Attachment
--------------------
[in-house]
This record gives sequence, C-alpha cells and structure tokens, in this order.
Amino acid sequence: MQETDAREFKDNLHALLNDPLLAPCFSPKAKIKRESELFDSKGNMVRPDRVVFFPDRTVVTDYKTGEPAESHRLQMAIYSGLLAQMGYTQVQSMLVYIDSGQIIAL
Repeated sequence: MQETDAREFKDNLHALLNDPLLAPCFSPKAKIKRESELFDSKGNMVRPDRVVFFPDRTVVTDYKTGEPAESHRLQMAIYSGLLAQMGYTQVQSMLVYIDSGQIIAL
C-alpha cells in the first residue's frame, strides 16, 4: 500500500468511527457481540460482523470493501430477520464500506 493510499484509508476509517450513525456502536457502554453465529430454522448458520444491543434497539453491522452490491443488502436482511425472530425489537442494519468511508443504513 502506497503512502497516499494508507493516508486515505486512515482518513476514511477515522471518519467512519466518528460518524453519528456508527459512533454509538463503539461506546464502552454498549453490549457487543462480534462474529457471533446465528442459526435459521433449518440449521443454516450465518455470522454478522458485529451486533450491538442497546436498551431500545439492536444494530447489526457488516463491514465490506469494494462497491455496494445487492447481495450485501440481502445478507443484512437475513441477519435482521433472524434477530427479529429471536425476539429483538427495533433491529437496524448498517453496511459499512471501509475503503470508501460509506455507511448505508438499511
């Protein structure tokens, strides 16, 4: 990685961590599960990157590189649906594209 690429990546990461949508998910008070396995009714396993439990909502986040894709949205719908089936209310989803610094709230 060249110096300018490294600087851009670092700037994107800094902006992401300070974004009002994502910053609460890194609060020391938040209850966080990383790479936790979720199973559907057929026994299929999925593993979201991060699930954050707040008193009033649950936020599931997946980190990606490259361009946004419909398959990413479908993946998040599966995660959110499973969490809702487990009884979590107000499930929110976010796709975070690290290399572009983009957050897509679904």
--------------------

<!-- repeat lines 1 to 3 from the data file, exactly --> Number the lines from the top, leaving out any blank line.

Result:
[in-house]
This record gives sequence, C-alpha cells and structure tokens, in this order.
Amino acid sequence: MQETDAREFKDNLHALLNDPLLAPCFSPKAKIKRESELFDSKGNMVRPDRVVFFPDRTVVTDYKTGEPAESHRLQMAIYSGLLAQMGYTQVQSMLVYIDSGQIIAL